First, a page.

May. 17th, 2012

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Over at FB a friend posted a link:

http://www.addictinginfo.org/2012/05/15/kansas/

We all remember conscience clauses for a while ago; basically there's a new law in Kansas that sets up something similar for doctors and pharmacists. They can refuse to write or fill a prescription that "they 'reasonably believe' might result in the termination of a pregnancy."

Last night I got a call from my doctor, saying to call immediately - at home if necessary. Now, I'm fine. A biopsy of a cyst I had removed showed an infection, and the doc was out of the office the next day. He just needed me to start a special antibiotic. But for the hour it took me to get in touch with him, I was convinced it was something serious. Think cancer. And I knew I had dinky student insurance, so if it was something serious I wasn't sure if I would have to pay for it myself. I'm still shaken up from the whole experience emotionally, even though I'm fine physically and much better than I was yesterday. The thing is, I get how scary it is to not have control over your medical care. To have to trust in someone else's help to get the treatment you feel like you need - I don't know that it matters whether we're talking about your back or your uterus.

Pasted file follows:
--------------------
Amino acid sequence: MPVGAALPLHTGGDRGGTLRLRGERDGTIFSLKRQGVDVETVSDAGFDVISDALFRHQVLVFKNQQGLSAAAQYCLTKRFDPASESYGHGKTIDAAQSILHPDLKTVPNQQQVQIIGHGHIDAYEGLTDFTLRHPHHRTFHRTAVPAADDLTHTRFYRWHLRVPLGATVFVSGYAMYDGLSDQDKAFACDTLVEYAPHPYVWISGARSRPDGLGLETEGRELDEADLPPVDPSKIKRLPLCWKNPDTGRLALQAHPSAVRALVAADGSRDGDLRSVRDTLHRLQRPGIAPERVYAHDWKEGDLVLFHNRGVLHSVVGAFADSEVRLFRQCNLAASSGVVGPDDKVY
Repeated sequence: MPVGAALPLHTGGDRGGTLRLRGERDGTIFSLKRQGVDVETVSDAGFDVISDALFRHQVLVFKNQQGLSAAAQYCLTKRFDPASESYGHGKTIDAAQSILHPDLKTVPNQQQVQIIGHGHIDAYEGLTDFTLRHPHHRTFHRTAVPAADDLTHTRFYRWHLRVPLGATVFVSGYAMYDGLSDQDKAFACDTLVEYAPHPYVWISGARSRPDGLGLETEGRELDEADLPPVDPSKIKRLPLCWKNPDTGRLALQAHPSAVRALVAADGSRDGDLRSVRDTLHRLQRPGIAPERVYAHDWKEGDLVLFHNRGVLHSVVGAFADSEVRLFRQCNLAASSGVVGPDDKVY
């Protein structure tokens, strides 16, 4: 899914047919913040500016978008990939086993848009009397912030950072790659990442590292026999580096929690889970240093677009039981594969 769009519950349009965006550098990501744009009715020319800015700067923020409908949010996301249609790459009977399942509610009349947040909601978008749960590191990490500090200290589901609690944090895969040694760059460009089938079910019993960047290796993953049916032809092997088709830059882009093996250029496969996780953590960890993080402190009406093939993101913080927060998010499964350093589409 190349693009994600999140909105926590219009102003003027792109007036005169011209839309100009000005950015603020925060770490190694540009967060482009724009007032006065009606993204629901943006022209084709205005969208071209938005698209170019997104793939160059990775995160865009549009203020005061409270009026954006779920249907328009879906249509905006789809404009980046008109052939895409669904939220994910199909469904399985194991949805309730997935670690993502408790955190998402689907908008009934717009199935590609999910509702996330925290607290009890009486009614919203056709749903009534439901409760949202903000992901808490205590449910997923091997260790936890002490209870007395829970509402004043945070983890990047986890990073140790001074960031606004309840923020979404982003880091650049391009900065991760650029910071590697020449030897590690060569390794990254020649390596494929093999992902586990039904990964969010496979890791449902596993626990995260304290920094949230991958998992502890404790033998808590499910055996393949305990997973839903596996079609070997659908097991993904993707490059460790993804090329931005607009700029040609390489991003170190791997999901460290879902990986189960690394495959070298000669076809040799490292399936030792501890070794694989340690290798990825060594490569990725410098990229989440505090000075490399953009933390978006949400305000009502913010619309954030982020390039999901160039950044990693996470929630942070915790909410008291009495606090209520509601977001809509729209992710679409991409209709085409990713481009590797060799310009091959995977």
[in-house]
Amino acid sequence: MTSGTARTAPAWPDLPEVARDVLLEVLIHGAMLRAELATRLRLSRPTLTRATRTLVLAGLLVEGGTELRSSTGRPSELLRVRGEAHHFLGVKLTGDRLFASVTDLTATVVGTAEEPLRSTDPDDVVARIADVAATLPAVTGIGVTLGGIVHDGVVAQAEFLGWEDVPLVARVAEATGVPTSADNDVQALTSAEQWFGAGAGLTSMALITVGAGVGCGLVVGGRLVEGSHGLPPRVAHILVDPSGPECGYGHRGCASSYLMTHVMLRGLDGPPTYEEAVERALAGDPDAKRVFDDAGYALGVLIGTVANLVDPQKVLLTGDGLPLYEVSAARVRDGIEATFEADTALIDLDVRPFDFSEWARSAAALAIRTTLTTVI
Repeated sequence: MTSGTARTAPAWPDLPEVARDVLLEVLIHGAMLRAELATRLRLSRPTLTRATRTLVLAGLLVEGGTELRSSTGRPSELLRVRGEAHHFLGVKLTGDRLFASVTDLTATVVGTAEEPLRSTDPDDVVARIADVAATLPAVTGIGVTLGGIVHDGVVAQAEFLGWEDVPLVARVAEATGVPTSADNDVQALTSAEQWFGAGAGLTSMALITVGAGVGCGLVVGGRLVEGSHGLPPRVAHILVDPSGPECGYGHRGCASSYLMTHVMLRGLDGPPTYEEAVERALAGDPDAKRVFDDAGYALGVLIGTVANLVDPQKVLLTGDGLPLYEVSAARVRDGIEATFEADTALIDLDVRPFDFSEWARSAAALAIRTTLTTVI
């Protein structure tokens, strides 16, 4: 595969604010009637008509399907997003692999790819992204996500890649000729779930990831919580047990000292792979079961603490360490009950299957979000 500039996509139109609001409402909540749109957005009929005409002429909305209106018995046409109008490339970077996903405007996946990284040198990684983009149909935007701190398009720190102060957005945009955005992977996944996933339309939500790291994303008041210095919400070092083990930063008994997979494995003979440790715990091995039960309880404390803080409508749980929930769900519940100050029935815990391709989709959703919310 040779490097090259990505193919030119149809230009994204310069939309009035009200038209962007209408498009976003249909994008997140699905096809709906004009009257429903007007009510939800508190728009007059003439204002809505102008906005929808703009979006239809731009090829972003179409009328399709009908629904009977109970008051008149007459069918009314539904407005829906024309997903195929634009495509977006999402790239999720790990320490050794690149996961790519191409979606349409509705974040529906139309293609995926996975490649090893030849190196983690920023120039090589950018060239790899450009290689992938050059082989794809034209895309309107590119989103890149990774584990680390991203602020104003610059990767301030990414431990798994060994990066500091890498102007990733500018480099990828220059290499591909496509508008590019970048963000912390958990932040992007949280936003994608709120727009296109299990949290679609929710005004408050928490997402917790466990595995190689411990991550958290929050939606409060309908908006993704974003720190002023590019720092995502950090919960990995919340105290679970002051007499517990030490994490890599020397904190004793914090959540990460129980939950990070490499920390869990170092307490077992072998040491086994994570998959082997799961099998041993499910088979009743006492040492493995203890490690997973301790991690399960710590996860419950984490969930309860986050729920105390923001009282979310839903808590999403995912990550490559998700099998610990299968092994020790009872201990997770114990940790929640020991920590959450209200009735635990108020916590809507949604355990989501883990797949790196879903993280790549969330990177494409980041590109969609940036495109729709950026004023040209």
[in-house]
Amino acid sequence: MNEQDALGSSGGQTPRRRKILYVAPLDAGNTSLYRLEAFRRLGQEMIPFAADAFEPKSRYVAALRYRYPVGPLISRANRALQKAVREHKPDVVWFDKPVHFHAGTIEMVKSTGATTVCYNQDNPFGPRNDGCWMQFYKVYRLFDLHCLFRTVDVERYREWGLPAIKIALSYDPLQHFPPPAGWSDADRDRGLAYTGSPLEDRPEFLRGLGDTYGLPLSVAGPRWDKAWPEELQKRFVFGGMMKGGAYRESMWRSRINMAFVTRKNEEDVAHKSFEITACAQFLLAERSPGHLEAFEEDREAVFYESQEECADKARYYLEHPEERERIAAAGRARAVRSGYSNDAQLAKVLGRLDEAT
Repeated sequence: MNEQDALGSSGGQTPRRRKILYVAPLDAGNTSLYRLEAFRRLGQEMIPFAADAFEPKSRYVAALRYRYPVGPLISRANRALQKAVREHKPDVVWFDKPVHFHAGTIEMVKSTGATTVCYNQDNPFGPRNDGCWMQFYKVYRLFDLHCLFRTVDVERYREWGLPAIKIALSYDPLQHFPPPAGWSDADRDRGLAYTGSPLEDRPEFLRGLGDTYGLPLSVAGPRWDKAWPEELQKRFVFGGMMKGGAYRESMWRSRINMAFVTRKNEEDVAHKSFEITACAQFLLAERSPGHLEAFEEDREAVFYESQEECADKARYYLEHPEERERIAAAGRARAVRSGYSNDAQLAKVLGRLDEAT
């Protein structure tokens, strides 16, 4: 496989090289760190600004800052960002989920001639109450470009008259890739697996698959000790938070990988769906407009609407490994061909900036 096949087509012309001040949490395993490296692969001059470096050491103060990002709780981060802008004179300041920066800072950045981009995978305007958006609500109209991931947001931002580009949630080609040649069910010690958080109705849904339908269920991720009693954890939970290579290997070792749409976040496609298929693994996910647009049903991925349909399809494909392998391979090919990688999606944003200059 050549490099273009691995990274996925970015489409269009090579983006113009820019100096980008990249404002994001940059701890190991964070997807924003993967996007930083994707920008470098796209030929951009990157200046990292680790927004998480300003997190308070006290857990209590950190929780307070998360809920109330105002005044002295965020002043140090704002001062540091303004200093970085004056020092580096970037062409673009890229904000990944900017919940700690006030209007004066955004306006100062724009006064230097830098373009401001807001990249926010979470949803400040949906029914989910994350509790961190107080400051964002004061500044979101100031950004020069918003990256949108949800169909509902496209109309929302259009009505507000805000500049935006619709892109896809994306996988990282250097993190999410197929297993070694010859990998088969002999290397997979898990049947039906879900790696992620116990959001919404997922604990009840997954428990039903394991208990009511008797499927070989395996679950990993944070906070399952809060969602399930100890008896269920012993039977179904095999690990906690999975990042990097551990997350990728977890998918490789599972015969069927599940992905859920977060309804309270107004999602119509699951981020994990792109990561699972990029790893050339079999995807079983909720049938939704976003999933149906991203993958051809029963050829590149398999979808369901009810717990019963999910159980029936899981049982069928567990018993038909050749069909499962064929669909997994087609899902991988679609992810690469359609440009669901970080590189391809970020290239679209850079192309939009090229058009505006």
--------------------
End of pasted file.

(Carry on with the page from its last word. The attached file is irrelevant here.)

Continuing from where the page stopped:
So I feel really bad that I'm not more empathetic here. I should be. I think I'm just worn out with all the talk over contraception coverage and access lately; it all seems unreal and remote, somehow. So what really got me was the "reasonable belief" thing. If we read that literally, it seems like it could actually help the situation, because - going by the dictionary definition of reason - you'd need a fact for why such-and-such a drug is likely to actually terminate a pregnancy. Now, maybe we can split hairs over whether a pregnancy just means having a conceived fetus inside you or whether it also requires that fetus is part of you (i.e. it's implanted). And maybe you can say that some emergency contraception prevents implantation (so a conceived fetus is essentially killed, or at least denied what it needs to live).

But there are many other pills that don't work that way. As you guys have explained to me on this very blog, there's some BC you can take after sex that prevents fertilization. That keeps the pregnancy from ever happening in the first place, even if you want to say pregnant means "there's a fertilized egg inside me."

But is that what the lawmakers mean? From past conversations I know this isn't how many people will read "reasonable." (I'm speaking generally, about students and fellow adults I've seen use the word time and time again - not necessarily the Kansas lawmakers.) The word reasonable literally means having evidence, having facts; but I suspect for a lot of people this will be read as "having followers." So if a certain % thinks the morning-after pill terminates a pregnancy, then that pill can be denied to women who want it. Facts be damned.

Which is a scary state of affairs, indeed.

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